After America’s Longest War


America’s war in Afghanistan is over. There are no more American boots on the ground. Not only was this America’s longest war, but it was also a tremendous test of military morale. Brave military, as always, made the ultimate sacrifice. The visible and often deep invisible wounds of war impact the veterans but also impact their families forever.

The military community is at times torn – was this all done in vain? Was the tremendous loss of life and sacrifice worth it in the end? On the other end of the spectrum, some military have no regrets and do not look back at the war in Afghanistan regretfully.

If military morale is damaged, what does the future of recruitment look like? How will the landscape of military recruitment change? A new generation of military service members is essential to reinvigorate morale and the future direction of U.S. interventions to come. Because more interventions will indeed come. Those brave service members not only require but also deserve resources that adequately support their mental and emotional health. It is inevitable that there will be a drastic influx in the demand for mental health services that we have never experienced before with U.S. veterans.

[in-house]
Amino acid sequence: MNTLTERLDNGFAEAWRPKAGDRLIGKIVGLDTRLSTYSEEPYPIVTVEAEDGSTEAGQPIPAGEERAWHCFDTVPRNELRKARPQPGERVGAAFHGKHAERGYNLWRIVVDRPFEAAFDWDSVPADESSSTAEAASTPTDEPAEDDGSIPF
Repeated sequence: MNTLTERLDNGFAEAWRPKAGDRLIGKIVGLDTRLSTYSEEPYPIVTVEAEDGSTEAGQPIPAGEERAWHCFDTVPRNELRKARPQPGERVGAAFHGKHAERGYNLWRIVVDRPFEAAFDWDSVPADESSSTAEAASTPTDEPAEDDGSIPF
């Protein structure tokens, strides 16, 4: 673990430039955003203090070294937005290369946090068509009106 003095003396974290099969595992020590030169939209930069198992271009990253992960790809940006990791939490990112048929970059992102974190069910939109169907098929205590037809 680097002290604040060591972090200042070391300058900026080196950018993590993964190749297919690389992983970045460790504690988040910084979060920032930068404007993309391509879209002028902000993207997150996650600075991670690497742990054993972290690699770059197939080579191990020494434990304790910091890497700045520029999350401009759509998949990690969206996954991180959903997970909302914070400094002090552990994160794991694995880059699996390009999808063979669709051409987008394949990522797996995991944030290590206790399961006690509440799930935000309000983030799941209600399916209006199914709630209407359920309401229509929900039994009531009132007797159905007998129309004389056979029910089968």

We are living in unprecedented times. Not only are we facing challenges with ending America’s longest war, but the COVID-19 pandemic is also still a devastating reality. The pandemic is placing another layer of stress on veterans who are unsure how to seek the help they so desperately need. That’s where the Road Home Program can fit into the solution.

Stephanie Caron
Clinic Coordinator at the Road Home Program

The Road Home Program provides mental health care and wellness to veterans of all eras, service members, and their families at no cost and regardless of discharge status. If you or a loved one needs help, call us at (312) 942-8387 (VETS) or fill out the Get Care form.